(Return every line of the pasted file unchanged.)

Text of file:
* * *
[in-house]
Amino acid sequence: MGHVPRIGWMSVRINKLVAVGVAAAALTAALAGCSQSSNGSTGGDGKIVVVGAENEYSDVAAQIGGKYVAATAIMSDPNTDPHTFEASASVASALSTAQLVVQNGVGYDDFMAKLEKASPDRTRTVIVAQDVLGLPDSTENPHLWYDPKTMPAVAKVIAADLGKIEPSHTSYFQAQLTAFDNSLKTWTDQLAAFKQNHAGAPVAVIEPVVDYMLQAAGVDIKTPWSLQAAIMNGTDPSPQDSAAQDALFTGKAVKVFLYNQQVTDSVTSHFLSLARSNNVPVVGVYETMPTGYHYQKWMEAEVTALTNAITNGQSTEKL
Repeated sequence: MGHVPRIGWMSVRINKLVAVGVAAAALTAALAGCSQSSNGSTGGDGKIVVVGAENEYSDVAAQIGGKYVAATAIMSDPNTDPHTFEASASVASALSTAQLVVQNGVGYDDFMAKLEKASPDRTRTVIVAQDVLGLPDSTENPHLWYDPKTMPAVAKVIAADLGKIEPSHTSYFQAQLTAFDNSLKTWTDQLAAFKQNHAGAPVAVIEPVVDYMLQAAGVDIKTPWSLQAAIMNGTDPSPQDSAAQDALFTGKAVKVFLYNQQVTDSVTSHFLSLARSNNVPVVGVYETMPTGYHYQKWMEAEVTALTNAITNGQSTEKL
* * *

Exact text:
[in-house]
Amino acid sequence: MGHVPRIGWMSVRINKLVAVGVAAAALTAALAGCSQSSNGSTGGDGKIVVVGAENEYSDVAAQIGGKYVAATAIMSDPNTDPHTFEASASVASALSTAQLVVQNGVGYDDFMAKLEKASPDRTRTVIVAQDVLGLPDSTENPHLWYDPKTMPAVAKVIAADLGKIEPSHTSYFQAQLTAFDNSLKTWTDQLAAFKQNHAGAPVAVIEPVVDYMLQAAGVDIKTPWSLQAAIMNGTDPSPQDSAAQDALFTGKAVKVFLYNQQVTDSVTSHFLSLARSNNVPVVGVYETMPTGYHYQKWMEAEVTALTNAITNGQSTEKL
Repeated sequence: MGHVPRIGWMSVRINKLVAVGVAAAALTAALAGCSQSSNGSTGGDGKIVVVGAENEYSDVAAQIGGKYVAATAIMSDPNTDPHTFEASASVASALSTAQLVVQNGVGYDDFMAKLEKASPDRTRTVIVAQDVLGLPDSTENPHLWYDPKTMPAVAKVIAADLGKIEPSHTSYFQAQLTAFDNSLKTWTDQLAAFKQNHAGAPVAVIEPVVDYMLQAAGVDIKTPWSLQAAIMNGTDPSPQDSAAQDALFTGKAVKVFLYNQQVTDSVTSHFLSLARSNNVPVVGVYETMPTGYHYQKWMEAEVTALTNAITNGQSTEKL